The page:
Why is there nickel in the core of the earth? Does it come from collisions of two neutron stars? And how did we know the core of our planet is made of nickel-iron alloy? Thank you.

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    $\begingroup$ See: earthscience.stackexchange.com/questions/562/… $\endgroup$ Commented Dec 22, 2020 at 6:30
  • $\begingroup$ @NilayGhosh Thank you. But the question isn't 100% match my question here in my opinion. $\endgroup$ Commented Dec 22, 2020 at 8:16
  • $\begingroup$ These are three rather different questions. "Where does the nickel in Earth's core come from?" might be the most well suited for this site. $\endgroup$
    – usernumber
    Commented Dec 22, 2020 at 16:09

1 Answer 1


Nickel is formed in supernovae.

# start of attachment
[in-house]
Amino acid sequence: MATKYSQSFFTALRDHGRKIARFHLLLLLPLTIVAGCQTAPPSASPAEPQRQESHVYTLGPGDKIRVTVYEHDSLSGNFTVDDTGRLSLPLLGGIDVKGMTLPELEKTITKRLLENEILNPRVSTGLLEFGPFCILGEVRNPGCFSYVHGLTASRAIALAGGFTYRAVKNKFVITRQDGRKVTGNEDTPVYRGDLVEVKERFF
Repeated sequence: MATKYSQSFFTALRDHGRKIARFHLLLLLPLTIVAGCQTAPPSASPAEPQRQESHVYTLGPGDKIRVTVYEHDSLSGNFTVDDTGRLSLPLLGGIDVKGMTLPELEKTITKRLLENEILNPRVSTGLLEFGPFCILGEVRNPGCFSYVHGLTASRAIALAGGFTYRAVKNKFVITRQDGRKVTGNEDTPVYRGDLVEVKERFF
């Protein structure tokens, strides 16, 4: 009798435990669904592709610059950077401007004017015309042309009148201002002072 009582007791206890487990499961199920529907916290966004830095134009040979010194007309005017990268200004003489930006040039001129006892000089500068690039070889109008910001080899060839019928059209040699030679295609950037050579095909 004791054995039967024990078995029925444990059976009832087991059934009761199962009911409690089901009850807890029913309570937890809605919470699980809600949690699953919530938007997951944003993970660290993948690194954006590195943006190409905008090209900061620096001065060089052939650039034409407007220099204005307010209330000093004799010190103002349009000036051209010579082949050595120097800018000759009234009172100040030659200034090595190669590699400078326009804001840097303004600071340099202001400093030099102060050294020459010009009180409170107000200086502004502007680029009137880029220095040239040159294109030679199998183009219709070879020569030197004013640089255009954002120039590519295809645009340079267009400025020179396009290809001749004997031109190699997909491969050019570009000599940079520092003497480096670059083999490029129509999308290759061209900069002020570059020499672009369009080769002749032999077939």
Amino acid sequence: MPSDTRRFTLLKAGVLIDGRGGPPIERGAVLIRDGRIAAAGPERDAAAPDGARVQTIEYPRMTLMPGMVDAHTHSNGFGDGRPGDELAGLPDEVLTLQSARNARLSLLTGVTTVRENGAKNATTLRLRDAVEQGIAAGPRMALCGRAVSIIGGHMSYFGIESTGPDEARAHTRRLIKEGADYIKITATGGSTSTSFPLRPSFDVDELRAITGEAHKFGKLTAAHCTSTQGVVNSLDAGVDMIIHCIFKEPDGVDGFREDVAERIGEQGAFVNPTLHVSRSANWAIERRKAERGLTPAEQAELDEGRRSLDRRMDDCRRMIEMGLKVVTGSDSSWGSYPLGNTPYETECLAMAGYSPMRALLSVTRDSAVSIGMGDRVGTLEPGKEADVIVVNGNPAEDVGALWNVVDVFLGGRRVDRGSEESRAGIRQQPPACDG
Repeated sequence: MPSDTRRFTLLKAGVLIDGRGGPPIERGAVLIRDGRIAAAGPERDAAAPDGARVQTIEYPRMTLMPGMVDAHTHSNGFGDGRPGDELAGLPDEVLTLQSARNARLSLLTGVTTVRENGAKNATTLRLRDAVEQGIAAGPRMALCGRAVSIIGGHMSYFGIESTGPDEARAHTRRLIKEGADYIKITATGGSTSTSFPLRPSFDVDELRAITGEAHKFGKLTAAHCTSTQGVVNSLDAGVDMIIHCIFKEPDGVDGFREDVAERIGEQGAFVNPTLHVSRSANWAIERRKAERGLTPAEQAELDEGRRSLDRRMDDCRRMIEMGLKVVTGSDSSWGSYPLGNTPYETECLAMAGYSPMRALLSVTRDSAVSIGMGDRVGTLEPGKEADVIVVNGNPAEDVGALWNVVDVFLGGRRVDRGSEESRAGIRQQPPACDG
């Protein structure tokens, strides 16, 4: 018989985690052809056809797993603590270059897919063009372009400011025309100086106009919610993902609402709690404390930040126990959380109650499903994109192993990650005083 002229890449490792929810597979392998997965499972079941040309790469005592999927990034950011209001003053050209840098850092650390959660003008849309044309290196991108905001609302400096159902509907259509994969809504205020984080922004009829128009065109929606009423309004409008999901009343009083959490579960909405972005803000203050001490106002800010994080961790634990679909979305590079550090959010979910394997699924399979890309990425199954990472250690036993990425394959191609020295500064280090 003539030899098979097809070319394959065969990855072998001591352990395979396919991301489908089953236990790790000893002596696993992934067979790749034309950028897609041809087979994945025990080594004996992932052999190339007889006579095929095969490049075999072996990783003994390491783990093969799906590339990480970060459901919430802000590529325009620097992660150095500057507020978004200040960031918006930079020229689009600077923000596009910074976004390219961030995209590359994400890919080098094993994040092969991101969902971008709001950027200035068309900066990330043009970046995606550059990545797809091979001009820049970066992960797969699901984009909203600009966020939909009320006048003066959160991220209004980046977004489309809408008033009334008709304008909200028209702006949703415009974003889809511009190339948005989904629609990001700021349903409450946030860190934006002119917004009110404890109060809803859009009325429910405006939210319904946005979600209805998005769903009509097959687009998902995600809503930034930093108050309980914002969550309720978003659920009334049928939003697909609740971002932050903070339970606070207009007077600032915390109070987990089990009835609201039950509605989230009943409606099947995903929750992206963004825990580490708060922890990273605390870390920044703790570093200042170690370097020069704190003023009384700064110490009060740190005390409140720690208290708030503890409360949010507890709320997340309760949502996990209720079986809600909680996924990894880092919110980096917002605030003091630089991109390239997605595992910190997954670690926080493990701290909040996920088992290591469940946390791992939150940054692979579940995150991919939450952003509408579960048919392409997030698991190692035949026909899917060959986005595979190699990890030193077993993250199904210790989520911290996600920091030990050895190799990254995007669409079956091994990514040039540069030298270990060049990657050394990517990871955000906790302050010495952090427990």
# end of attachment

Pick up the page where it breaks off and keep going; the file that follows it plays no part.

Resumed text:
There are several different types of supernova. Wikipedia suggests that about 70% of nickel was formed in exploding white dwarfs, and 30% in explosions of massive stars. Unlike say gold, merging neutron stars do not produce a substantial proportion of the nickel on Earth.

We know about the composition of the core by Earth Science techniques (studies of Earthquake waves that pass through the core tell us about its density, we also know about the mass of the Earth, and these are all consistent with an iron-nickel core) And from meteorites. Metallic meteorites have come from the cores of disrupted asteroids, and these asteroids formed at the same time as the Earth. They are made of the same mix of iron and nickel.

  • $\begingroup$ My bad, it supposes to be "collision of neutron stars", I will change the question now. Thank you. $\endgroup$ Commented Dec 22, 2020 at 9:09

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